- The Temptation of St. Anthony (Rops): A pair of winged cherubs are present in the upper lefthand corner of the piece, but their upper halves (including their wings) are skeletal in appearance, each of them carrying withered flowers with them.
- In the Raphael Sanzio fresco painting Triumph of Galatea, winged cherubs are found flying above Galatea, bows drawn and arrows pointing right at her.
- Venus, Cupid, Folly, and Time: A toddler is meant to represent "Folly", or foolishness, giving his "blessing" to Cupid and Venus by showering them with petals.
- Rococo painter Francois Boucher was famous for his putti paintings. Some of them depict them all by themselves like in L'Amour moissonneur and Putti with Birds, while in other cases they are ornamentation used to accompany other figures like Rinaldo and Armida and The Toilet of Venus.
- Various artistic depictions of Charity (allegorically depicted as a modestly dressed mother breastfeeding in reference to the Virgin Mary) depict her being crowded by many naked (and implicitly impoverished) toddlers, each taking turns being fed by her. The point of the image implies that these children (or at least not all of them) are not hers, selflessly giving her time, energy, and body for the good of others.
- Venus and Cupid by Artemisia Gentileschi portrays Cupid as a winged cherub fanning the sleeping Venus with a peacock-feather fan.
- In Venus and Cupid by Lorenzo Lotto, Cupid is depicted as a mischievous winged cherub accompanying Venus.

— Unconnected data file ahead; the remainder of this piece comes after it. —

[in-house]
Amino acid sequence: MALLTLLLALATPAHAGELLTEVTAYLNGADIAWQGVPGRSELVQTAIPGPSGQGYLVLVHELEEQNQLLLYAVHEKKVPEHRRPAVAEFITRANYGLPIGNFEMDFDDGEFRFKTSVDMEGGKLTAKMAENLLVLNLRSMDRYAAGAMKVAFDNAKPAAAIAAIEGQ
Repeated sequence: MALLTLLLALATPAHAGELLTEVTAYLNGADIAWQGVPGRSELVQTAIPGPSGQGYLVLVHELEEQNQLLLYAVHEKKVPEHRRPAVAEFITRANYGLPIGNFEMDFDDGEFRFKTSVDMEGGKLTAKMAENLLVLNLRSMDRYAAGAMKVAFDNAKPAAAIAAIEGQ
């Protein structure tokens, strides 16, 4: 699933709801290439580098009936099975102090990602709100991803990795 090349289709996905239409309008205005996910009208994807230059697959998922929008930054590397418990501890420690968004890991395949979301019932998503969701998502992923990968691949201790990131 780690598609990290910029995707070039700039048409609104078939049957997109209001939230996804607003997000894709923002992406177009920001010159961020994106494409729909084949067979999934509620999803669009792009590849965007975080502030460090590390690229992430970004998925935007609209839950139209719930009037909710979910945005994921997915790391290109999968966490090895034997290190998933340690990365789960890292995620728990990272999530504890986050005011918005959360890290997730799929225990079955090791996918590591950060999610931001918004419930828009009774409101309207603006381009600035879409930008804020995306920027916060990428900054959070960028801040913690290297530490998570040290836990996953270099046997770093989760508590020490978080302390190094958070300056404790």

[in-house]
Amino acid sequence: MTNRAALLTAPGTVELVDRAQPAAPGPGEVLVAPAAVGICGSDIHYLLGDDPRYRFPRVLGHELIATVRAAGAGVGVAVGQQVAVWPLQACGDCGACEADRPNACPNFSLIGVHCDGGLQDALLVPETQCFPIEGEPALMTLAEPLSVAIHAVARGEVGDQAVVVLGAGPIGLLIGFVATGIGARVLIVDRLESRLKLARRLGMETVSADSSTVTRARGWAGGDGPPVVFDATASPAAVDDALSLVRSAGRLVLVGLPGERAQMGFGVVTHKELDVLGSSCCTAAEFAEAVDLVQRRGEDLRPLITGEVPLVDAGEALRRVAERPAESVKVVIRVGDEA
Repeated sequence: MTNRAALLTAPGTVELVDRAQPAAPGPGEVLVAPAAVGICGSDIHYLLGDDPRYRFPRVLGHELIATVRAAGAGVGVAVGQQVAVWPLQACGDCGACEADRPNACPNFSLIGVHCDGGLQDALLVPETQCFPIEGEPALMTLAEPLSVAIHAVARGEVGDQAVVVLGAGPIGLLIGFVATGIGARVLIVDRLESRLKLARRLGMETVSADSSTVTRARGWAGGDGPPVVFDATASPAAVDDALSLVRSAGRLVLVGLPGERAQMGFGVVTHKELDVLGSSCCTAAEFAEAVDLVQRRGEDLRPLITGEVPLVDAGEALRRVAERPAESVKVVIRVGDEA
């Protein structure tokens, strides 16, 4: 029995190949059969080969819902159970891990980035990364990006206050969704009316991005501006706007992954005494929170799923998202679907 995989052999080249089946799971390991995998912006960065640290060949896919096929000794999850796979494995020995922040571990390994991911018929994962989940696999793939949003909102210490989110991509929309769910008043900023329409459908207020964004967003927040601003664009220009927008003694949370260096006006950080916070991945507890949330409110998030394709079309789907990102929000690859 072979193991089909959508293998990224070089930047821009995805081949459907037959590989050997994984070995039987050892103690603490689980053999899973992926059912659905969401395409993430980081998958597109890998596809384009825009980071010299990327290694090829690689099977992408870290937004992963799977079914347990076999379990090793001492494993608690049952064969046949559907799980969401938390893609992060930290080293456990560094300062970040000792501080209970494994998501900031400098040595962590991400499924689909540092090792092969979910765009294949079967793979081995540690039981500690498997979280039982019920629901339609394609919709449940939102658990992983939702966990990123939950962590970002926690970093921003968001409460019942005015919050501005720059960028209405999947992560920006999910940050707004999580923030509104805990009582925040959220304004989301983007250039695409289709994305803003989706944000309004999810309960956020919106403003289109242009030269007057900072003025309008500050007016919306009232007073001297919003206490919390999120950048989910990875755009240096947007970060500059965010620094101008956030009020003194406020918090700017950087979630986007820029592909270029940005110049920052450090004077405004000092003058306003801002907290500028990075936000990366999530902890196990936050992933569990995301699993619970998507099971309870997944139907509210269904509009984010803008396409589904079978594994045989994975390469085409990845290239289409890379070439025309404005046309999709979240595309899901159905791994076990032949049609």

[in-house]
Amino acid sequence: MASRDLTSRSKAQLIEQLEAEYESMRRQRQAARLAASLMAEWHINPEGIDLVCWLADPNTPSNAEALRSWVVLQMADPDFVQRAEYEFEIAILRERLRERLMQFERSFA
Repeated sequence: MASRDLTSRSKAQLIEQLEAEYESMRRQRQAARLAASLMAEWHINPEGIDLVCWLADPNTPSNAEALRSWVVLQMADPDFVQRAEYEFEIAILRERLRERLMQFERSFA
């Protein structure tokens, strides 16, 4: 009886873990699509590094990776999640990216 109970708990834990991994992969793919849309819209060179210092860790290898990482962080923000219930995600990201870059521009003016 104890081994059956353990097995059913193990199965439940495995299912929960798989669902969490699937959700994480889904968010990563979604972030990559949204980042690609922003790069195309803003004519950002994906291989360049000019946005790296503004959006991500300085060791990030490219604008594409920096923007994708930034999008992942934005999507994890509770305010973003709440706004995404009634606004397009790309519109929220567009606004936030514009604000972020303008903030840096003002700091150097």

- There are a grand total of nine winged cherubs accompanying the woman in The Return of Spring.
- The Rape of Proserpina: A pair of putti are goading Pluto's horses to help Pluto escape with Proserpina.
- Primavera: Cupid is depicted as a winged babylike creature notching an arrow.
- In Enki Bilal's Nikopol trilogy, cherub-like animals have been brought to Earth from a colony planet by a ruler who thinks they're angels sent by God. He sends them to spy on his underlings and hopes they'll chase off the Egyptian gods that have been plaguing Paris.
- In God Is Dead a cherubim is lamenting the fact that popular conception has reduced it from it's traditional angelic appearance with multiple animals to a little putto, least of all because now bartenders won't let him drink. He takes some solace in that he can use his adorable cuteness to literally mind control people into doing whatever he wants, such as murder someone that pisses him off.
- In Wonder Woman Historia: The Amazons, Aphrodite is accompanied by what appear to be dozens of them.
- Nell Brinkley filled her one-off comics (which tended to focus on romantic love and folly) with illustrations of putti, and her serial works are chock full of little winged cherubs as well:
- "Golden Eyes" and Her Hero "Bill": Golden Eyes is often accompanied by a cherubic personification of love who appears as a nude, tow-headed baby with wings (and occasionally wearing a Brodie helmet). Though she's scrambling through trenches and risking her life driving a Red Cross ambulance through active war zones, the narration reminds readers that "LOVE" is always watching over her as she fights alongside her beloved Bill.
- The Adventures of Prudence Prim: Putti appear to augment Prudence's romantic moods and add a comedic element to the series by reacting to her escapades.
- The Fortunes of Flossie: Putti tend to appear when Flossie and her boyfriend have an exceptionally romantic moment.
- In the "Pastoral Symphony" segment of Fantasia, putti serve as matchmakers for the centaurettes.
- Beauty and the Beast: The ceiling of the ballroom in the Beast's castle is decorated with winged putti, one of them holding a Cupid's Arrow.